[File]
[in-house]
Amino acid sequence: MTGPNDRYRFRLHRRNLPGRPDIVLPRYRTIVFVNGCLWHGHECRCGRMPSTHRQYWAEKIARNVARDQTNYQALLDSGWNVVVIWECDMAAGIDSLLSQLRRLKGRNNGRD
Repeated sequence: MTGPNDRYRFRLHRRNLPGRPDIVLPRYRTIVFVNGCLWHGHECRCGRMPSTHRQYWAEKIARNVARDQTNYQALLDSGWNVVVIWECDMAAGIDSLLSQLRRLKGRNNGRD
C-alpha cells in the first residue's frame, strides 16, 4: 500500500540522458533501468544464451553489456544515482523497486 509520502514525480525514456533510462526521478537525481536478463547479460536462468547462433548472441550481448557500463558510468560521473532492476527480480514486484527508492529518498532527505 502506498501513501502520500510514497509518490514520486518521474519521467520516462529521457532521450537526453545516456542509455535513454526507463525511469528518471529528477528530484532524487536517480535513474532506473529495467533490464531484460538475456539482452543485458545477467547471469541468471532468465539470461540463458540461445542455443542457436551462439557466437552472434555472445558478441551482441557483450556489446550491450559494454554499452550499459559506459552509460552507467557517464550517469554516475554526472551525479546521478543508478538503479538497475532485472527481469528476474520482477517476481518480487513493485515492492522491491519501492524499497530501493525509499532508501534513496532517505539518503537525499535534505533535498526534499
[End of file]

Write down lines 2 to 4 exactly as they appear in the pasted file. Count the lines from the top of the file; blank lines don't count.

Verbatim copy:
Amino acid sequence: MTGPNDRYRFRLHRRNLPGRPDIVLPRYRTIVFVNGCLWHGHECRCGRMPSTHRQYWAEKIARNVARDQTNYQALLDSGWNVVVIWECDMAAGIDSLLSQLRRLKGRNNGRD
Repeated sequence: MTGPNDRYRFRLHRRNLPGRPDIVLPRYRTIVFVNGCLWHGHECRCGRMPSTHRQYWAEKIARNVARDQTNYQALLDSGWNVVVIWECDMAAGIDSLLSQLRRLKGRNNGRD
C-alpha cells in the first residue's frame, strides 16, 4: 500500500540522458533501468544464451553489456544515482523497486 509520502514525480525514456533510462526521478537525481536478463547479460536462468547462433548472441550481448557500463558510468560521473532492476527480480514486484527508492529518498532527505 502506498501513501502520500510514497509518490514520486518521474519521467520516462529521457532521450537526453545516456542509455535513454526507463525511469528518471529528477528530484532524487536517480535513474532506473529495467533490464531484460538475456539482452543485458545477467547471469541468471532468465539470461540463458540461445542455443542457436551462439557466437552472434555472445558478441551482441557483450556489446550491450559494454554499452550499459559506459552509460552507467557517464550517469554516475554526472551525479546521478543508478538503479538497475532485472527481469528476474520482477517476481518480487513493485515492492522491491519501492524499497530501493525509499532508501534513496532517505539518503537525499535534505533535498526534499